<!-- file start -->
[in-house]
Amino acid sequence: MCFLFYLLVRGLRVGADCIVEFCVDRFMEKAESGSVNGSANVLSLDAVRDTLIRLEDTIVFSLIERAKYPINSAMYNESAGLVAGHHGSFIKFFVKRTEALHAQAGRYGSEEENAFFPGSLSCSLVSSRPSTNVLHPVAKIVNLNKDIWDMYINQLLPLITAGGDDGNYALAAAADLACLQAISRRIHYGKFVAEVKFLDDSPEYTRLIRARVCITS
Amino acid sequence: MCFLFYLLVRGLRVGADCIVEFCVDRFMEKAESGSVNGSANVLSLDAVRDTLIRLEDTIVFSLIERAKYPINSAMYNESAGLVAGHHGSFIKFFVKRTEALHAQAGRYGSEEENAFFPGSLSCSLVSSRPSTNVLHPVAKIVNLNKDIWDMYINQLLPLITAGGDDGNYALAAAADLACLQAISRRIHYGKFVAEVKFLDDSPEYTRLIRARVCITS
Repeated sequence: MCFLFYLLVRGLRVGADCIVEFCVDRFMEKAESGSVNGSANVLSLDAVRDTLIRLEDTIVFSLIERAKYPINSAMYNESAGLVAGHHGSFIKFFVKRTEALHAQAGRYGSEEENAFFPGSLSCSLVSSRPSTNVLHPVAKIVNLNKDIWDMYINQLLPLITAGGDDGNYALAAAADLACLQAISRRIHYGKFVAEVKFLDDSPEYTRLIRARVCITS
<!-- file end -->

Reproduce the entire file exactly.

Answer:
[in-house]
Amino acid sequence: MCFLFYLLVRGLRVGADCIVEFCVDRFMEKAESGSVNGSANVLSLDAVRDTLIRLEDTIVFSLIERAKYPINSAMYNESAGLVAGHHGSFIKFFVKRTEALHAQAGRYGSEEENAFFPGSLSCSLVSSRPSTNVLHPVAKIVNLNKDIWDMYINQLLPLITAGGDDGNYALAAAADLACLQAISRRIHYGKFVAEVKFLDDSPEYTRLIRARVCITS
Amino acid sequence: MCFLFYLLVRGLRVGADCIVEFCVDRFMEKAESGSVNGSANVLSLDAVRDTLIRLEDTIVFSLIERAKYPINSAMYNESAGLVAGHHGSFIKFFVKRTEALHAQAGRYGSEEENAFFPGSLSCSLVSSRPSTNVLHPVAKIVNLNKDIWDMYINQLLPLITAGGDDGNYALAAAADLACLQAISRRIHYGKFVAEVKFLDDSPEYTRLIRARVCITS
Repeated sequence: MCFLFYLLVRGLRVGADCIVEFCVDRFMEKAESGSVNGSANVLSLDAVRDTLIRLEDTIVFSLIERAKYPINSAMYNESAGLVAGHHGSFIKFFVKRTEALHAQAGRYGSEEENAFFPGSLSCSLVSSRPSTNVLHPVAKIVNLNKDIWDMYINQLLPLITAGGDDGNYALAAAADLACLQAISRRIHYGKFVAEVKFLDDSPEYTRLIRARVCITS